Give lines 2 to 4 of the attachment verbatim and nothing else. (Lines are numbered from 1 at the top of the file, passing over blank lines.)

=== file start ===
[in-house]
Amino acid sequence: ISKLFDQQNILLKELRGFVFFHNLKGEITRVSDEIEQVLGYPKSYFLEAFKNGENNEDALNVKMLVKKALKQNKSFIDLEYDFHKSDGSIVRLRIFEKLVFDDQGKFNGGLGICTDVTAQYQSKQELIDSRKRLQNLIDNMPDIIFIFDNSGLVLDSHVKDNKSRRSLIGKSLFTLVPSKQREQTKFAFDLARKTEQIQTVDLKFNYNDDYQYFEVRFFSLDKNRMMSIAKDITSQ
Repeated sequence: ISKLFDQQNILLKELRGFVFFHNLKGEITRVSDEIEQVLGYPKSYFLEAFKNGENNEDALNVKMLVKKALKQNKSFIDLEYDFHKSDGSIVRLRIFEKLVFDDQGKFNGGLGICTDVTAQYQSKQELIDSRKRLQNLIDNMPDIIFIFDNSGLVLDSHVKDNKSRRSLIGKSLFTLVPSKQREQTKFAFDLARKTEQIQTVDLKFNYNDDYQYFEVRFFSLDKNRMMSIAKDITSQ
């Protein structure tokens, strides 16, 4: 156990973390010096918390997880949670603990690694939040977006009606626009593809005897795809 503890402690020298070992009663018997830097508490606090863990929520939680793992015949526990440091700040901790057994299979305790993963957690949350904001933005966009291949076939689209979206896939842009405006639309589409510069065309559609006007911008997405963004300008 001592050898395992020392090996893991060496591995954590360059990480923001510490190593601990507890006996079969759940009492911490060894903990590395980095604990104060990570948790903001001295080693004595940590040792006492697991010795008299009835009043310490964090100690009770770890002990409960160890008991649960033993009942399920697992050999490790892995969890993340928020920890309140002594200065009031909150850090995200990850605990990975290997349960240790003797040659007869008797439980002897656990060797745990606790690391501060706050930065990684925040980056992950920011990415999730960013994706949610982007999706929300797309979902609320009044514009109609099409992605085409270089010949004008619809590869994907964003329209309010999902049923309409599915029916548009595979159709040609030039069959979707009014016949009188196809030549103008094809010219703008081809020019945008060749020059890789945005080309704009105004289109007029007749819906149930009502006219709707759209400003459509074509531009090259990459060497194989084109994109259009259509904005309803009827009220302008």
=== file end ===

Amino acid sequence: ISKLFDQQNILLKELRGFVFFHNLKGEITRVSDEIEQVLGYPKSYFLEAFKNGENNEDALNVKMLVKKALKQNKSFIDLEYDFHKSDGSIVRLRIFEKLVFDDQGKFNGGLGICTDVTAQYQSKQELIDSRKRLQNLIDNMPDIIFIFDNSGLVLDSHVKDNKSRRSLIGKSLFTLVPSKQREQTKFAFDLARKTEQIQTVDLKFNYNDDYQYFEVRFFSLDKNRMMSIAKDITSQ
Repeated sequence: ISKLFDQQNILLKELRGFVFFHNLKGEITRVSDEIEQVLGYPKSYFLEAFKNGENNEDALNVKMLVKKALKQNKSFIDLEYDFHKSDGSIVRLRIFEKLVFDDQGKFNGGLGICTDVTAQYQSKQELIDSRKRLQNLIDNMPDIIFIFDNSGLVLDSHVKDNKSRRSLIGKSLFTLVPSKQREQTKFAFDLARKTEQIQTVDLKFNYNDDYQYFEVRFFSLDKNRMMSIAKDITSQ
């Protein structure tokens, strides 16, 4: 156990973390010096918390997880949670603990690694939040977006009606626009593809005897795809 503890402690020298070992009663018997830097508490606090863990929520939680793992015949526990440091700040901790057994299979305790993963957690949350904001933005966009291949076939689209979206896939842009405006639309589409510069065309559609006007911008997405963004300008 001592050898395992020392090996893991060496591995954590360059990480923001510490190593601990507890006996079969759940009492911490060894903990590395980095604990104060990570948790903001001295080693004595940590040792006492697991010795008299009835009043310490964090100690009770770890002990409960160890008991649960033993009942399920697992050999490790892995969890993340928020920890309140002594200065009031909150850090995200990850605990990975290997349960240790003797040659007869008797439980002897656990060797745990606790690391501060706050930065990684925040980056992950920011990415999730960013994706949610982007999706929300797309979902609320009044514009109609099409992605085409270089010949004008619809590869994907964003329209309010999902049923309409599915029916548009595979159709040609030039069959979707009014016949009188196809030549103008094809010219703008081809020019945008060749020059890789945005080309704009105004289109007029007749819906149930009502006219709707759209400003459509074509531009090259990459060497194989084109994109259009259509904005309803009827009220302008």